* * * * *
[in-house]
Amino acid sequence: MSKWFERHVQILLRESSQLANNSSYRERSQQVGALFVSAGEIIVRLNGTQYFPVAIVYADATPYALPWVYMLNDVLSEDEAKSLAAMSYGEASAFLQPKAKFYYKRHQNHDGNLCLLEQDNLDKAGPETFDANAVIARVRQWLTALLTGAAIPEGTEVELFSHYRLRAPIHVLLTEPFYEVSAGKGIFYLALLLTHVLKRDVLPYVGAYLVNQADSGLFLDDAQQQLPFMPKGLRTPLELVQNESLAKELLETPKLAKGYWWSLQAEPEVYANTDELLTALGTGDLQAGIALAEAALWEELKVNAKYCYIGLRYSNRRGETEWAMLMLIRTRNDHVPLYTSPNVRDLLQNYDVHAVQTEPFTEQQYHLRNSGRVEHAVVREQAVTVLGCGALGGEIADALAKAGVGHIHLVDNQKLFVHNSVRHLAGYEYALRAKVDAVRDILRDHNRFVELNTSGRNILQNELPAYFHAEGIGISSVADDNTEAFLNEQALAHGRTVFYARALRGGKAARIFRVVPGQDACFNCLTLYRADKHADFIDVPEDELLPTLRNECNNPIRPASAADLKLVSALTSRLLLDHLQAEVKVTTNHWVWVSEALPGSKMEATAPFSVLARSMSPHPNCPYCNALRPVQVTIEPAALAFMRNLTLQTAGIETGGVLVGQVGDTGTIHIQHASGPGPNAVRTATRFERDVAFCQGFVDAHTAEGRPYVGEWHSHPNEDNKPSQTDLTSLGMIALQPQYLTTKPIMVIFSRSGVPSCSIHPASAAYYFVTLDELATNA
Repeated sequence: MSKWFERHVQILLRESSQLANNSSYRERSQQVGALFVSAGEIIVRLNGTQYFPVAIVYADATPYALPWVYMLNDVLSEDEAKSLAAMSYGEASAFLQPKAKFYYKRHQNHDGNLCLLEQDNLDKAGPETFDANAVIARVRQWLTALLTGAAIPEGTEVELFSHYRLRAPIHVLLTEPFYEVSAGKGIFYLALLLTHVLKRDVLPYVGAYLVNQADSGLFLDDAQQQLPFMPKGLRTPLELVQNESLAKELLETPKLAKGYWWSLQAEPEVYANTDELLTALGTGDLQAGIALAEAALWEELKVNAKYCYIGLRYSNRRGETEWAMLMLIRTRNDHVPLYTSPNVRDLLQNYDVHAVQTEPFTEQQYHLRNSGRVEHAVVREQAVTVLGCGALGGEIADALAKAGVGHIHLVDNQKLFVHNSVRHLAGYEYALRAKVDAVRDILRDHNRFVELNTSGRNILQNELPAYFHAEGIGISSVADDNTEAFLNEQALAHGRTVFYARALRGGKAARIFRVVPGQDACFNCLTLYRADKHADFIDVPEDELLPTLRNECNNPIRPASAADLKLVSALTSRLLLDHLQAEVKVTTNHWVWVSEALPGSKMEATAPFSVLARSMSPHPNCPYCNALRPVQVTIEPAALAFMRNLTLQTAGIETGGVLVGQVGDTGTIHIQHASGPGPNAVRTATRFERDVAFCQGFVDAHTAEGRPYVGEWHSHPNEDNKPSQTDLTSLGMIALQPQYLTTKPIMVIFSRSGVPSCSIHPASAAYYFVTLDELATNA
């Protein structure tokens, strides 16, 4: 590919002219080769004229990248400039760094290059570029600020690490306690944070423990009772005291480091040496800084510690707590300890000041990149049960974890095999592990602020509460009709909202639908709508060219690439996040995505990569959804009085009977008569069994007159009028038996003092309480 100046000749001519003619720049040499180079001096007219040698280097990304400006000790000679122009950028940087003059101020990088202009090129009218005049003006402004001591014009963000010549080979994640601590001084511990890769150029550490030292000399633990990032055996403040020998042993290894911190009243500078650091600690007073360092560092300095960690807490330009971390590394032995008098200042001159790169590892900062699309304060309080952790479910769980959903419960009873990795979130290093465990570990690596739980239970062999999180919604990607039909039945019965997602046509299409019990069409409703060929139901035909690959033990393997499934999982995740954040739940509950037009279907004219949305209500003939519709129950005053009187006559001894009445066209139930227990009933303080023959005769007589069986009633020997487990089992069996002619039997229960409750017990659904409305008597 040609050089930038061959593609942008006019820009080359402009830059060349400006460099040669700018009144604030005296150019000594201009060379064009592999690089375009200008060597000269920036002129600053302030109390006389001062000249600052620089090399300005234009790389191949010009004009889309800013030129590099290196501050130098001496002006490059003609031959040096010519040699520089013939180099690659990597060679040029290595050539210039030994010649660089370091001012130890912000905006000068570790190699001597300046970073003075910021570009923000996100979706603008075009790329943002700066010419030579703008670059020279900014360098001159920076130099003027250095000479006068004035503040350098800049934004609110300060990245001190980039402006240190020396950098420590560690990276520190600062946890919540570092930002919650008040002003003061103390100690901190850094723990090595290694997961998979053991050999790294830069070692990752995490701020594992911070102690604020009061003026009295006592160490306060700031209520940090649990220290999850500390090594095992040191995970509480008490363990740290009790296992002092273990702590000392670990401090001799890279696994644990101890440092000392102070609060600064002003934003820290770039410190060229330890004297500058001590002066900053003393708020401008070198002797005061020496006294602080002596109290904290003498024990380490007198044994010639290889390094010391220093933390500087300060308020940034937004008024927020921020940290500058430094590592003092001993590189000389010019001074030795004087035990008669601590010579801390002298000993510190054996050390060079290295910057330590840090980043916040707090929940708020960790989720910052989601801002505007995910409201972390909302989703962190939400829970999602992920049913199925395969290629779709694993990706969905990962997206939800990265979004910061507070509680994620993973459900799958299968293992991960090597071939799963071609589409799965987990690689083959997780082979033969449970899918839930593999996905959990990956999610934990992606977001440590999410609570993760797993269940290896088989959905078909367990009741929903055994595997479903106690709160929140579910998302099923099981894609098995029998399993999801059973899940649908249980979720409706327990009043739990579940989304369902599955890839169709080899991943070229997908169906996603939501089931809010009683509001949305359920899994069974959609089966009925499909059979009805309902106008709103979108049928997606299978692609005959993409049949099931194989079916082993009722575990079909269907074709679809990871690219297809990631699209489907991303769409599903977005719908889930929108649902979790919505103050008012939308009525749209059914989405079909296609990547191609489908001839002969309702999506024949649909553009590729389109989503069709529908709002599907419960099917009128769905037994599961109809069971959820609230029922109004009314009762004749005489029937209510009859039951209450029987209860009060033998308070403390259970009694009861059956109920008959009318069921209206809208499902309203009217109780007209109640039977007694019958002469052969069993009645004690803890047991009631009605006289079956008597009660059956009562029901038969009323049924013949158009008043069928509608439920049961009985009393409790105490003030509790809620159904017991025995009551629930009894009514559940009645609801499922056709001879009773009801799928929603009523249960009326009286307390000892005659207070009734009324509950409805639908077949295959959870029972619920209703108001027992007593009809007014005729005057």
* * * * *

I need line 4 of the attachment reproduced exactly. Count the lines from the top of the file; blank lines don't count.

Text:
């Protein structure tokens, strides 16, 4: 590919002219080769004229990248400039760094290059570029600020690490306690944070423990009772005291480091040496800084510690707590300890000041990149049960974890095999592990602020509460009709909202639908709508060219690439996040995505990569959804009085009977008569069994007159009028038996003092309480 100046000749001519003619720049040499180079001096007219040698280097990304400006000790000679122009950028940087003059101020990088202009090129009218005049003006402004001591014009963000010549080979994640601590001084511990890769150029550490030292000399633990990032055996403040020998042993290894911190009243500078650091600690007073360092560092300095960690807490330009971390590394032995008098200042001159790169590892900062699309304060309080952790479910769980959903419960009873990795979130290093465990570990690596739980239970062999999180919604990607039909039945019965997602046509299409019990069409409703060929139901035909690959033990393997499934999982995740954040739940509950037009279907004219949305209500003939519709129950005053009187006559001894009445066209139930227990009933303080023959005769007589069986009633020997487990089992069996002619039997229960409750017990659904409305008597 040609050089930038061959593609942008006019820009080359402009830059060349400006460099040669700018009144604030005296150019000594201009060379064009592999690089375009200008060597000269920036002129600053302030109390006389001062000249600052620089090399300005234009790389191949010009004009889309800013030129590099290196501050130098001496002006490059003609031959040096010519040699520089013939180099690659990597060679040029290595050539210039030994010649660089370091001012130890912000905006000068570790190699001597300046970073003075910021570009923000996100979706603008075009790329943002700066010419030579703008670059020279900014360098001159920076130099003027250095000479006068004035503040350098800049934004609110300060990245001190980039402006240190020396950098420590560690990276520190600062946890919540570092930002919650008040002003003061103390100690901190850094723990090595290694997961998979053991050999790294830069070692990752995490701020594992911070102690604020009061003026009295006592160490306060700031209520940090649990220290999850500390090594095992040191995970509480008490363990740290009790296992002092273990702590000392670990401090001799890279696994644990101890440092000392102070609060600064002003934003820290770039410190060229330890004297500058001590002066900053003393708020401008070198002797005061020496006294602080002596109290904290003498024990380490007198044994010639290889390094010391220093933390500087300060308020940034937004008024927020921020940290500058430094590592003092001993590189000389010019001074030795004087035990008669601590010579801390002298000993510190054996050390060079290295910057330590840090980043916040707090929940708020960790989720910052989601801002505007995910409201972390909302989703962190939400829970999602992920049913199925395969290629779709694993990706969905990962997206939800990265979004910061507070509680994620993973459900799958299968293992991960090597071939799963071609589409799965987990690689083959997780082979033969449970899918839930593999996905959990990956999610934990992606977001440590999410609570993760797993269940290896088989959905078909367990009741929903055994595997479903106690709160929140579910998302099923099981894609098995029998399993999801059973899940649908249980979720409706327990009043739990579940989304369902599955890839169709080899991943070229997908169906996603939501089931809010009683509001949305359920899994069974959609089966009925499909059979009805309902106008709103979108049928997606299978692609005959993409049949099931194989079916082993009722575990079909269907074709679809990871690219297809990631699209489907991303769409599903977005719908889930929108649902979790919505103050008012939308009525749209059914989405079909296609990547191609489908001839002969309702999506024949649909553009590729389109989503069709529908709002599907419960099917009128769905037994599961109809069971959820609230029922109004009314009762004749005489029937209510009859039951209450029987209860009060033998308070403390259970009694009861059956109920008959009318069921209206809208499902309203009217109780007209109640039977007694019958002469052969069993009645004690803890047991009631009605006289079956008597009660059956009562029901038969009323049924013949158009008043069928509608439920049961009985009393409790105490003030509790809620159904017991025995009551629930009894009514559940009645609801499922056709001879009773009801799928929603009523249960009326009286307390000892005659207070009734009324509950409805639908077949295959959870029972619920209703108001027992007593009809007014005729005057």